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Black-white U.S. life expectancy gap narrows

Published: 18 Mar 2007

Researchers at McGill have found that the gap in life expectancy between white and black people in America has narrowed substantially, largely because of a decrease in deaths of young African American males from homicide and AIDS. The study, conducted by Sam Harper, a postdoctoral fellow in McGill's department of epidemiology, biostatistics and occupational health, and John Lynch, Canada research chair in population health, is published in the March 21 issue of the Journal of the American Medical Association.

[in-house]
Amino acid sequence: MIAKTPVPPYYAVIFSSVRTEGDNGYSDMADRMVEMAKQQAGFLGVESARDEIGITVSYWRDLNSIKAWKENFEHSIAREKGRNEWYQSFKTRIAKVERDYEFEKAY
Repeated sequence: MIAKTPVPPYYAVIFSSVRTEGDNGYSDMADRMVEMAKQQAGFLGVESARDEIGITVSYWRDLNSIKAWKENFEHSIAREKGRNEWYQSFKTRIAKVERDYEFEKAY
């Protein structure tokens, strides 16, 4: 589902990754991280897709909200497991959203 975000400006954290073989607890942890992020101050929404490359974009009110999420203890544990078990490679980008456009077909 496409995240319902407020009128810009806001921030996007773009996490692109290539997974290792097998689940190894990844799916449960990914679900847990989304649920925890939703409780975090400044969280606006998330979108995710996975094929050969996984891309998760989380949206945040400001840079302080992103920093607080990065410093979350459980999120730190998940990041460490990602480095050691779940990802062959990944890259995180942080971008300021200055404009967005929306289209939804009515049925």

Researchers at McGill have found that the gap in life expectancy between white and black people in America has narrowed substantially, largely because of a decrease in deaths of young African American males from homicide and AIDS. The study, conducted by Sam Harper, a postdoctoral fellow in McGill's department of epidemiology, biostatistics and occupational health, and John Lynch, Canada research chair in population health, is published in the March 21 issue of the Journal of the American Medical Association.
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